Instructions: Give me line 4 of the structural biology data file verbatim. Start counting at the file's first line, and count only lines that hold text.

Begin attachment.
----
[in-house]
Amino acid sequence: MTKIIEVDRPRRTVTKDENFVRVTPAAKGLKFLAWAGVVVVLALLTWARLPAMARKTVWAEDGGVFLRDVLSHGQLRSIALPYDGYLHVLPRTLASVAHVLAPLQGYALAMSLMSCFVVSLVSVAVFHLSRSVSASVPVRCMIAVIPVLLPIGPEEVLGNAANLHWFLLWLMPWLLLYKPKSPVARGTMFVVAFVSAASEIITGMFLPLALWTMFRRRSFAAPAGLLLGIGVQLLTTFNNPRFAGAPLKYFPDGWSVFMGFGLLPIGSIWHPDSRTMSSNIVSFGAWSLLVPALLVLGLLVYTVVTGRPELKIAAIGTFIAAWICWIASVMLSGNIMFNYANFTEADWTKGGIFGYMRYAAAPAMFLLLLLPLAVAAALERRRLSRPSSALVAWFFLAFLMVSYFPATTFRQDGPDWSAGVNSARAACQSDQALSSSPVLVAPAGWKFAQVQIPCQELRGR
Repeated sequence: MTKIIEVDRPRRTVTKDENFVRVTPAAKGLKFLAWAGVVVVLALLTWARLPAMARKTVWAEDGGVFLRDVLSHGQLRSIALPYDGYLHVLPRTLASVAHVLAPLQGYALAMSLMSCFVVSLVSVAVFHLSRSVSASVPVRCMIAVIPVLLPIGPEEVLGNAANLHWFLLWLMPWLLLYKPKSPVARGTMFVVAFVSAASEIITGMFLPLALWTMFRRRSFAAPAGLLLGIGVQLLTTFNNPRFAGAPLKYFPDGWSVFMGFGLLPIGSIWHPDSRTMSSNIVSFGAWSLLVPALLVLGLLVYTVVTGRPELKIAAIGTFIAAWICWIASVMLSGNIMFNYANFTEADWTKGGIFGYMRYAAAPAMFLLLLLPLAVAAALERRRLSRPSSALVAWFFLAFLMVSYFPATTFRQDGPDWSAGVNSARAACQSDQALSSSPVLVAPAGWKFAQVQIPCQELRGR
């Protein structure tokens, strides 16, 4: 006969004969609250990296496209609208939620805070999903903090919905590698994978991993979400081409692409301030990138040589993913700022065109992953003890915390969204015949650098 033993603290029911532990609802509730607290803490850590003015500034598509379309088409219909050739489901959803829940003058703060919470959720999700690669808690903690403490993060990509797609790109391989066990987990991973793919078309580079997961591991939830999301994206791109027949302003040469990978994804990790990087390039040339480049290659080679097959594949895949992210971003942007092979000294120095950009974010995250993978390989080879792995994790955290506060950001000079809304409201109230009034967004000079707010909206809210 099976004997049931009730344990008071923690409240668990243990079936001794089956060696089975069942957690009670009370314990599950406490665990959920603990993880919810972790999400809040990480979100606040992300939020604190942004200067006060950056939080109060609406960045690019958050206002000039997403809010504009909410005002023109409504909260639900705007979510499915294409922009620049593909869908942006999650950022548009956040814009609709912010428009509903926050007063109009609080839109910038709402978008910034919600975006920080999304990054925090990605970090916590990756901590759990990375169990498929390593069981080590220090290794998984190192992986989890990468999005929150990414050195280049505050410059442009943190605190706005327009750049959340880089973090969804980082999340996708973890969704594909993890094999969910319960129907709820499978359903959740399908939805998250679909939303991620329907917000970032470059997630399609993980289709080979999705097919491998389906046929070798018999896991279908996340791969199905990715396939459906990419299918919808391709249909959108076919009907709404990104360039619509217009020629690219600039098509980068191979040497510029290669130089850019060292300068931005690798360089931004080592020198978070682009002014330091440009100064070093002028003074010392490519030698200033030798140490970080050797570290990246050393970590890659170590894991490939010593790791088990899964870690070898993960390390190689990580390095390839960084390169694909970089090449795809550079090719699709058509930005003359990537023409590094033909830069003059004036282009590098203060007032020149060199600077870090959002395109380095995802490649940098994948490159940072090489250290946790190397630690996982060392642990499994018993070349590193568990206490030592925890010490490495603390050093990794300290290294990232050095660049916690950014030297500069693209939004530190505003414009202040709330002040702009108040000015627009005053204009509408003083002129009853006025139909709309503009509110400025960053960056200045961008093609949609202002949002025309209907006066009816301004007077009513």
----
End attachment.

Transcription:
């Protein structure tokens, strides 16, 4: 006969004969609250990296496209609208939620805070999903903090919905590698994978991993979400081409692409301030990138040589993913700022065109992953003890915390969204015949650098 033993603290029911532990609802509730607290803490850590003015500034598509379309088409219909050739489901959803829940003058703060919470959720999700690669808690903690403490993060990509797609790109391989066990987990991973793919078309580079997961591991939830999301994206791109027949302003040469990978994804990790990087390039040339480049290659080679097959594949895949992210971003942007092979000294120095950009974010995250993978390989080879792995994790955290506060950001000079809304409201109230009034967004000079707010909206809210 099976004997049931009730344990008071923690409240668990243990079936001794089956060696089975069942957690009670009370314990599950406490665990959920603990993880919810972790999400809040990480979100606040992300939020604190942004200067006060950056939080109060609406960045690019958050206002000039997403809010504009909410005002023109409504909260639900705007979510499915294409922009620049593909869908942006999650950022548009956040814009609709912010428009509903926050007063109009609080839109910038709402978008910034919600975006920080999304990054925090990605970090916590990756901590759990990375169990498929390593069981080590220090290794998984190192992986989890990468999005929150990414050195280049505050410059442009943190605190706005327009750049959340880089973090969804980082999340996708973890969704594909993890094999969910319960129907709820499978359903959740399908939805998250679909939303991620329907917000970032470059997630399609993980289709080979999705097919491998389906046929070798018999896991279908996340791969199905990715396939459906990419299918919808391709249909959108076919009907709404990104360039619509217009020629690219600039098509980068191979040497510029290669130089850019060292300068931005690798360089931004080592020198978070682009002014330091440009100064070093002028003074010392490519030698200033030798140490970080050797570290990246050393970590890659170590894991490939010593790791088990899964870690070898993960390390190689990580390095390839960084390169694909970089090449795809550079090719699709058509930005003359990537023409590094033909830069003059004036282009590098203060007032020149060199600077870090959002395109380095995802490649940098994948490159940072090489250290946790190397630690996982060392642990499994018993070349590193568990206490030592925890010490490495603390050093990794300290290294990232050095660049916690950014030297500069693209939004530190505003414009202040709330002040702009108040000015627009005053204009509408003083002129009853006025139909709309503009509110400025960053960056200045961008093609949609202002949002025309209907006066009816301004007077009513």